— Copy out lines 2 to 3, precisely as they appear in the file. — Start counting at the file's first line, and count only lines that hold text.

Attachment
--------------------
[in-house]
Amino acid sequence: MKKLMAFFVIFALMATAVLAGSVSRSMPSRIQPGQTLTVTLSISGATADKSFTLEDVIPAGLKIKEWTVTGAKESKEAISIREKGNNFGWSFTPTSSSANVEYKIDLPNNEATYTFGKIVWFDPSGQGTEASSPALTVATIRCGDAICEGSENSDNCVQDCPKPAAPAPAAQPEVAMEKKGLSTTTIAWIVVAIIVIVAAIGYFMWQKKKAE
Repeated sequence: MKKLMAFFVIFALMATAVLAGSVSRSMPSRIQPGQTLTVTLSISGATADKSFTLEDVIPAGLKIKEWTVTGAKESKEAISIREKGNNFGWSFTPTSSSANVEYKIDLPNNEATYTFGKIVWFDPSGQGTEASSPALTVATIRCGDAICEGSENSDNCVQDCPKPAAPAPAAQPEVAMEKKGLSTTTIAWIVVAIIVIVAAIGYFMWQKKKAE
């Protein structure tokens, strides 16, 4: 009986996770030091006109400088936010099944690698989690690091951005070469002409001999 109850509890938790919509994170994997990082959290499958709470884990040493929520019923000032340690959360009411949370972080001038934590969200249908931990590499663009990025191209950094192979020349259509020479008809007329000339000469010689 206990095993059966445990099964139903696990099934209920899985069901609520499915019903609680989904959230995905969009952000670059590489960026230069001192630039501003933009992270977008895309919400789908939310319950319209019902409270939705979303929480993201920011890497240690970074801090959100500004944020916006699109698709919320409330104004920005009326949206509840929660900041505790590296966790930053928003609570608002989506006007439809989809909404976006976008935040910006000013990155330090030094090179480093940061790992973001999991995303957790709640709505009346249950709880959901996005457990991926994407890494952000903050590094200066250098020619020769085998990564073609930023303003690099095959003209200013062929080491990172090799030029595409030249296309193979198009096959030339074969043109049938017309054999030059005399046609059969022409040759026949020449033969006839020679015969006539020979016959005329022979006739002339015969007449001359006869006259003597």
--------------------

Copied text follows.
Amino acid sequence: MKKLMAFFVIFALMATAVLAGSVSRSMPSRIQPGQTLTVTLSISGATADKSFTLEDVIPAGLKIKEWTVTGAKESKEAISIREKGNNFGWSFTPTSSSANVEYKIDLPNNEATYTFGKIVWFDPSGQGTEASSPALTVATIRCGDAICEGSENSDNCVQDCPKPAAPAPAAQPEVAMEKKGLSTTTIAWIVVAIIVIVAAIGYFMWQKKKAE
Repeated sequence: MKKLMAFFVIFALMATAVLAGSVSRSMPSRIQPGQTLTVTLSISGATADKSFTLEDVIPAGLKIKEWTVTGAKESKEAISIREKGNNFGWSFTPTSSSANVEYKIDLPNNEATYTFGKIVWFDPSGQGTEASSPALTVATIRCGDAICEGSENSDNCVQDCPKPAAPAPAAQPEVAMEKKGLSTTTIAWIVVAIIVIVAAIGYFMWQKKKAE